I'm not running the factory instrument cluster because: the speedometer was shot and wouldn't have been accurate especially with the bigger tires.Then there is the matter of the gauges themselves.With the EJ swap I would need an oil pressure and a temp gauge,while I could wire up the engine to the 40 year old gauges I wouldn't trust them anyway. Finally with the bigger fuel tank I am putting in its sender wouldn't even work with the original gauge.So instead of the factory cluster I will make my own cluster with new oil,temp,volts,and fuel gauges.The speedometer will be my GPS semi-permanently mounted where the cluster would have been anyway.Then I will put LEDs on top of the dash for the left/right turn signal indicators,the high beam indicator,and the check engine light for the EJ22.

 

All said and done I removed 1.5-2 lbs of wiring.Now to tape up what is left of the dash wiring and string out the body harness in the car so I can cut the wires for the headlights.I'm rewiring the headlights so:

1: they are powered by relays

2: so there will be no wires that go across the original lower core support,instead the wires for the driver side lights will be ran by the firewall then to their destination.

While I am at it the starter solenoid wire will also be fed by a relay.


Edited by Uberoo, 17 April 2014 - 09:39 PM.


#42 Uberoo

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Posted 11 June 2014 - 01:08 AM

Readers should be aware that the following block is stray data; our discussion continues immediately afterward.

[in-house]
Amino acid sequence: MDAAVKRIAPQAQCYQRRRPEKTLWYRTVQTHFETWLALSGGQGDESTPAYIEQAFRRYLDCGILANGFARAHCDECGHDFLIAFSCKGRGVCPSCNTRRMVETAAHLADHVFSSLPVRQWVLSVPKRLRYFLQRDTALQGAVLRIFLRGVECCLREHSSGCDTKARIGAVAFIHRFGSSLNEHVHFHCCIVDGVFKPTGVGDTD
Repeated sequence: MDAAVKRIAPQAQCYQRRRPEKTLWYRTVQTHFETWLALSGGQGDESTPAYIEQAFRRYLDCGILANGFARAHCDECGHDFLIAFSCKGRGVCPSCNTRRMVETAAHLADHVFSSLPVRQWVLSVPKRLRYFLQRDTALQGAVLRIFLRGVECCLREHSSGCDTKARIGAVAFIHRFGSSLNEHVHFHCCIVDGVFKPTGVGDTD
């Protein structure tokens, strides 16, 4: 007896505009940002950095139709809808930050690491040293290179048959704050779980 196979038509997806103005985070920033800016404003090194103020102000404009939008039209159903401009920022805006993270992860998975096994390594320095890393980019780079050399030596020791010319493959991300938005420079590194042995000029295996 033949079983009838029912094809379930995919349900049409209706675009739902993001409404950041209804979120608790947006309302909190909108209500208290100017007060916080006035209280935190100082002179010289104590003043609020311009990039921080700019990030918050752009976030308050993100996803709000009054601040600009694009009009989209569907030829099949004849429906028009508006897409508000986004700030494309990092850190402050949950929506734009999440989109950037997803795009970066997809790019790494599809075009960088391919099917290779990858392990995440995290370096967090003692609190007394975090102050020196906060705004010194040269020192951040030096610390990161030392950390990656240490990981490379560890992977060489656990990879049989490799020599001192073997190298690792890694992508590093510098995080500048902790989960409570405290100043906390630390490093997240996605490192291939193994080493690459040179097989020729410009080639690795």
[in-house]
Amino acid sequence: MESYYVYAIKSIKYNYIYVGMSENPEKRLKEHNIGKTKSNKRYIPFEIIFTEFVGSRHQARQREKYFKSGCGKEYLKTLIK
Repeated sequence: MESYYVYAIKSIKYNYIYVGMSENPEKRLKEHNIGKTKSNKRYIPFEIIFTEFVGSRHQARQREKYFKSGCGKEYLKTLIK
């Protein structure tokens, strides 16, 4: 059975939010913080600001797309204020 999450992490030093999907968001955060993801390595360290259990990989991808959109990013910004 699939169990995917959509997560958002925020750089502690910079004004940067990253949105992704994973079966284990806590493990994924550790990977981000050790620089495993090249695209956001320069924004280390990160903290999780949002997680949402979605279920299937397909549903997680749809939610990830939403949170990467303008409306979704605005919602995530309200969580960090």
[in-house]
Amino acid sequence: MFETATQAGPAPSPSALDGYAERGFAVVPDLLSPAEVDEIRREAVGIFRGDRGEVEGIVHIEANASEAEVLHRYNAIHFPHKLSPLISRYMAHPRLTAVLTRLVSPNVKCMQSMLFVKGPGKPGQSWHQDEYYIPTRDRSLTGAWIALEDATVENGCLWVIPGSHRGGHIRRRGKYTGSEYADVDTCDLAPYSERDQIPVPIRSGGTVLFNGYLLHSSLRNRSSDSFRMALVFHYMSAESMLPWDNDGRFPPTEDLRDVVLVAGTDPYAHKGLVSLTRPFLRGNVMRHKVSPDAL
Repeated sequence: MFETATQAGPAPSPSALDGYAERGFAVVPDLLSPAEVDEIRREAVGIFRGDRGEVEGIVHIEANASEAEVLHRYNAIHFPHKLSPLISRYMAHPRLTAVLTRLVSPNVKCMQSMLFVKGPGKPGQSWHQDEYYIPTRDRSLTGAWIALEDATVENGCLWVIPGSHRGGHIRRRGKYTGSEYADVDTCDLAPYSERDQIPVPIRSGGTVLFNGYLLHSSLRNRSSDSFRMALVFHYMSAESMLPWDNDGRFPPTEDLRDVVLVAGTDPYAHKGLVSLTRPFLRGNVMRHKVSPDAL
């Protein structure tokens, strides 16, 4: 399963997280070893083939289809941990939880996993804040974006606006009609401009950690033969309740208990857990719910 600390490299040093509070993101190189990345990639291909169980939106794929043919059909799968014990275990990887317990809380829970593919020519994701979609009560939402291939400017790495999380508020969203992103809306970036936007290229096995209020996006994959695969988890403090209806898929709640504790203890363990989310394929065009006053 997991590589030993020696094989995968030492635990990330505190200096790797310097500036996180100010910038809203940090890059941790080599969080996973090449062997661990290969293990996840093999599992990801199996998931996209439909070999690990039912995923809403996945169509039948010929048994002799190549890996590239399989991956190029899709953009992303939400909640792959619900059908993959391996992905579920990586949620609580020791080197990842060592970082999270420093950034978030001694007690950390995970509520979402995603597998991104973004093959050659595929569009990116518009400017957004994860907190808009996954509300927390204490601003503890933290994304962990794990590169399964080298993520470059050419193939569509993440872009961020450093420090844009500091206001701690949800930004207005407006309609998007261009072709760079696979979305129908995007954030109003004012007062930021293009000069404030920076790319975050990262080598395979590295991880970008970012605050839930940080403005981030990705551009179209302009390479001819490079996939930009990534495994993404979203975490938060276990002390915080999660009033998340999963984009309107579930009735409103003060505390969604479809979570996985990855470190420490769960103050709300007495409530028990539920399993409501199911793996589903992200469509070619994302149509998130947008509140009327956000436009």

I suppose its time for an update of sorts.Sence we last met:

 

I found a job

bought a truck

mentored my friend in restoring a 78 mercedes benz 300 CD

lost the job

finished work on the MB

worked a bunch of odd jobs

In addition to dealing with various family BS

 

So I haven't had much time to work on my projects but I was able to install the front suspension crossmember. Then I was able to remove the sound deadening tar from the floor of the brat to find its various cancer locations. Tonight I was able to cut out most of that cancer. Once I get that fixed the new EJ22 and 5 speed DR that I got from pull and save will go in so I can start mocking up the front suspension soon.

 

So current plan is to weld in patch panels to the floor, remake my EA/EJ adapter plate so I don't have to drill out the holes on the EJ, stuff ej22+5sp DR combo into 78 brat,then mock up the super dooper long travel front suspension geometry thats in my head.I also need to go to a parts store and get some inline fuse holders for the relayed headlights and starter.Then go strip the ej harness.I thought of integrating the harnesses but I would rather be able to take this engine/harness and put it in another shell if this one happens to bend in half or something...

 

I will post up some pics of what ive done so far tomorrow.